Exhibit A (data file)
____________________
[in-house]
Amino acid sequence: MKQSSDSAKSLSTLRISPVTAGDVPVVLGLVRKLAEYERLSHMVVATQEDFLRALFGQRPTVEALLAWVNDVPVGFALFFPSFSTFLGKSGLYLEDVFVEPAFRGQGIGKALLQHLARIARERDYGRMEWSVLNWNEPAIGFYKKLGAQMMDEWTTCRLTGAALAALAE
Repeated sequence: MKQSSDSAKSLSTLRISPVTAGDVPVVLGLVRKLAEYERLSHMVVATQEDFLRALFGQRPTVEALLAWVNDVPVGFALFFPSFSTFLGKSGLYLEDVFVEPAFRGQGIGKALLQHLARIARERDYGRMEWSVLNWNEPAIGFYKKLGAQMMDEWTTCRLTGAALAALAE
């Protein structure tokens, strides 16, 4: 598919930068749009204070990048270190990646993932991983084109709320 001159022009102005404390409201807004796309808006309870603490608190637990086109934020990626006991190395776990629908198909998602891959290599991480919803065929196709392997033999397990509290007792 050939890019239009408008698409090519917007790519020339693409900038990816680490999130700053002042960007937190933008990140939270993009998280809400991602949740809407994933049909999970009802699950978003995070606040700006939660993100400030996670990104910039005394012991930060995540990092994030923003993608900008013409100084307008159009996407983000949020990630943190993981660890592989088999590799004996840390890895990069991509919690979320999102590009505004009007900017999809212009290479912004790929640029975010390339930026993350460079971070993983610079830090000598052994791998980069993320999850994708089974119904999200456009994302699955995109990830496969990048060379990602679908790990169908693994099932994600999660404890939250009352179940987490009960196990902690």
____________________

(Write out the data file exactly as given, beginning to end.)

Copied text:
[in-house]
Amino acid sequence: MKQSSDSAKSLSTLRISPVTAGDVPVVLGLVRKLAEYERLSHMVVATQEDFLRALFGQRPTVEALLAWVNDVPVGFALFFPSFSTFLGKSGLYLEDVFVEPAFRGQGIGKALLQHLARIARERDYGRMEWSVLNWNEPAIGFYKKLGAQMMDEWTTCRLTGAALAALAE
Repeated sequence: MKQSSDSAKSLSTLRISPVTAGDVPVVLGLVRKLAEYERLSHMVVATQEDFLRALFGQRPTVEALLAWVNDVPVGFALFFPSFSTFLGKSGLYLEDVFVEPAFRGQGIGKALLQHLARIARERDYGRMEWSVLNWNEPAIGFYKKLGAQMMDEWTTCRLTGAALAALAE
């Protein structure tokens, strides 16, 4: 598919930068749009204070990048270190990646993932991983084109709320 001159022009102005404390409201807004796309808006309870603490608190637990086109934020990626006991190395776990629908198909998602891959290599991480919803065929196709392997033999397990509290007792 050939890019239009408008698409090519917007790519020339693409900038990816680490999130700053002042960007937190933008990140939270993009998280809400991602949740809407994933049909999970009802699950978003995070606040700006939660993100400030996670990104910039005394012991930060995540990092994030923003993608900008013409100084307008159009996407983000949020990630943190993981660890592989088999590799004996840390890895990069991509919690979320999102590009505004009007900017999809212009290479912004790929640029975010390339930026993350460079971070993983610079830090000598052994791998980069993320999850994708089974119904999200456009994302699955995109990830496969990048060379990602679908790990169908693994099932994600999660404890939250009352179940987490009960196990902690």